Are you looking for ways to chase your dream of becoming a professional comedy stand-up comic? Do you see yourself as the next Louis C.K. or Kevin Hart? Wow, if you answered yes, you definitely don’t lack ambition. But, maybe we can help you figure out some options for your next move.
I was reading a fantastic article by Priyanka Mattoo on SplitSider and it inspired me to build off her points and maybe even take this blog article in a slightly different direction. Who’s Priyank Mattoo? How dare you! Well, I guess there’s no such thing as a bad question, but we’ll probably have to get you up to speed pretty quickly if you want to avoid embarrassing yourself in the future.
Mattoo formerly worked with UTA and WME as a comedy agent. Today she is working with Jack Black as Head of TV Production at his television production company: Electric Dynamite.
Do you really need to move to pursue your comedy career?
As many, many industry experts and A List comedians have said, it is always best to perfect your stand-up style, material and delivery in a smaller pond. Working the clubs in your local market gives you multiple benefits.
Comfort and Support
Stay close to friends and family. It’s much easier to fill a crowd with friendly faces if you’re performing close to or in your hometown. After all, you’ll need the support of friends and family to generate buzz about your show, and markets with less competition are more generous with stage time.
Advanced Level: Make the Move
After you feel supremely confident in your material, style and delivery you can start to consider making a move. If the people you didn’t invite to the local comedy club are busting their gut laughing, then you’re onto something.
Build a Presence at Comedy Festivals
Just because you’re killing it in your local club doesn’t mean you’re ready for the big move. Dip your toe in the water by attending some comedy festivals in major markets. Mattoo recommended in her piece that even if you’re just starting out, a budding comic should attend two major festivals every year.
In my opinion, this keeps a comic grounded with a finger on the pulse of what’s going on in major comedy circles. It can be the best of both worlds. Get an idea of what a bigger market is like without permanently leaving your network of support. Plus, by attending these events, you’ll have an opportunity to build relationships with agents and producers who can help launch your comedy career to the next level.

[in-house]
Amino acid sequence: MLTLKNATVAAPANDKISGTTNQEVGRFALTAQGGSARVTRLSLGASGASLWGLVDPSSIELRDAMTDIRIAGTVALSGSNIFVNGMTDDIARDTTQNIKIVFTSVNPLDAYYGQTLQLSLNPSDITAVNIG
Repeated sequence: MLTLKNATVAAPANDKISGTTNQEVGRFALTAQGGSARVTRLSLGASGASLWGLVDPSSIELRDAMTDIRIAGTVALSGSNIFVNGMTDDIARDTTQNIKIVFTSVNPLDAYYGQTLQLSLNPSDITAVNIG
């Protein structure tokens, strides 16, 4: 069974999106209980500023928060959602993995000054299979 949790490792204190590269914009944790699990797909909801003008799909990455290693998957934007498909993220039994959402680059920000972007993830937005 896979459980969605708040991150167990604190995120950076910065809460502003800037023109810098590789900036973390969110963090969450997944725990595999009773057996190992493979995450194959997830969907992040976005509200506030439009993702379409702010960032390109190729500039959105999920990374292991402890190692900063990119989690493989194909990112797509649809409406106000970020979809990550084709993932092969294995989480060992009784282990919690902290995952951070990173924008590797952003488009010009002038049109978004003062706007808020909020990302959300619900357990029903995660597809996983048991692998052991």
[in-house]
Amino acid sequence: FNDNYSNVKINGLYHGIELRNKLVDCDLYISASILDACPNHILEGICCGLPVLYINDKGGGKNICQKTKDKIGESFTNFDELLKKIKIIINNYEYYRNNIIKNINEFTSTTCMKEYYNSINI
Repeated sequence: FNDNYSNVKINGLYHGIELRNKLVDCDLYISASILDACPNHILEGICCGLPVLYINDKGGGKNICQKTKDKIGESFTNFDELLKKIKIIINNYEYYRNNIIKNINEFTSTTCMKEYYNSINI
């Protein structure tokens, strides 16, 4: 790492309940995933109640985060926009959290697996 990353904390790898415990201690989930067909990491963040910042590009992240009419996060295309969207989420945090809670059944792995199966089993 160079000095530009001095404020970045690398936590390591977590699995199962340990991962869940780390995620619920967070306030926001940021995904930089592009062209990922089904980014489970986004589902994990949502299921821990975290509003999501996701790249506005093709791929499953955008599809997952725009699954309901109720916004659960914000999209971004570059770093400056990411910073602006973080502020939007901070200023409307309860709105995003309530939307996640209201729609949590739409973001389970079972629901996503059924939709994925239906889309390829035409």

Once you feel you’re truly ready to make the move to one of the major comedy markets in the US (New York City, Los Angeles, etc.) then you’ll be able to lean on your existing network of friends and colleagues that you’ve built up through your attendance and participation in the national and international festivals.
New York City Comedy
Do you belong in New York City? If you feel like the Big Apple might be calling you to its impressive, world-class lineup of comedy clubs and television network studios, you’re in good company. There are a ton of talented comedians that call New York City home. Jon Stewart, Louis C.K., Tina Fey, Amy Schumer, Stephen Colbert, Chris Rock, John Oliver (seriously, I could go on forever, but here’s a list of the top 50 comedians that call NYC home).
So is it the perfect place for you to move? Part of that question comes down to who you are and what you’re looking for. NYC is a very busy, hectic place that is unbelievably crowded. If you feel like you need some space to breathe, NYC might not be the perfect fit.
Reliable Comedy Club Access
In terms of access to clubs, it doesn’t get better for intermediate comics than the comedy clubs in New York City. With so many clubs in such a relatively close area, it actually isn’t impossible to head to a club, build some rapport with the team and get some stage time. Sure, initially it won’t be on a big night, but it’s about getting out there and acclimating to the world of comedy in a bigger pond.
5 minutes of stage time in NYC’s comedy clubs will generally run around $3-$5. There are more than 160 live-mic opportunities listed online in multiple online comedy publications. If you move to NYC, you’ll find even more stage time opportunities. Just ask Tom Cowell, a comedian who has lived in NYC for more than 8 years.
Incredibly High Expensive Cost of Living
One of the biggest barriers that aspiring comics experience when considering a move to NYC is the cost of living. Compared to smaller markets, you can spend more than your current monthly budget for all of your expenses on rent for a closet-sized apartment.
The other side of the coin when it comes to cost of living is the amount of money you can make by picking up a side-job. Because life is more expensive in the Big Apple, salaries tend to be significantly higher than elsewhere. Bonus points if you can score a day job related to the television industry or world of comedy.
Los Angeles Comedy
On the opposite side of the country you’ll find beautiful, sunny Los Angeles. While there aren’t as many comedy clubs in LA as NYC, the cost of living is slightly lower and you tend to get a lot more for your rental dollar (just look at these comparisons!). You also get to enjoy California sun! NYC’s winters are brutal, so a little sun is very much a wonderful bonus.
Is Television Your End Goal?
If you’re looking to get your face on television as a future A Lister, then Los Angeles wins, hands down. The film industry is in LA and you have a much better chance of having the opportunity to share your talents on a comedy stage where a producer or network exec will be in the audience. Granted, there aren’t as many open-mics as NYC, but LA is about quality versus quantity when it comes to stage time (in regards to moving closer to an on-screen role).
By James Lang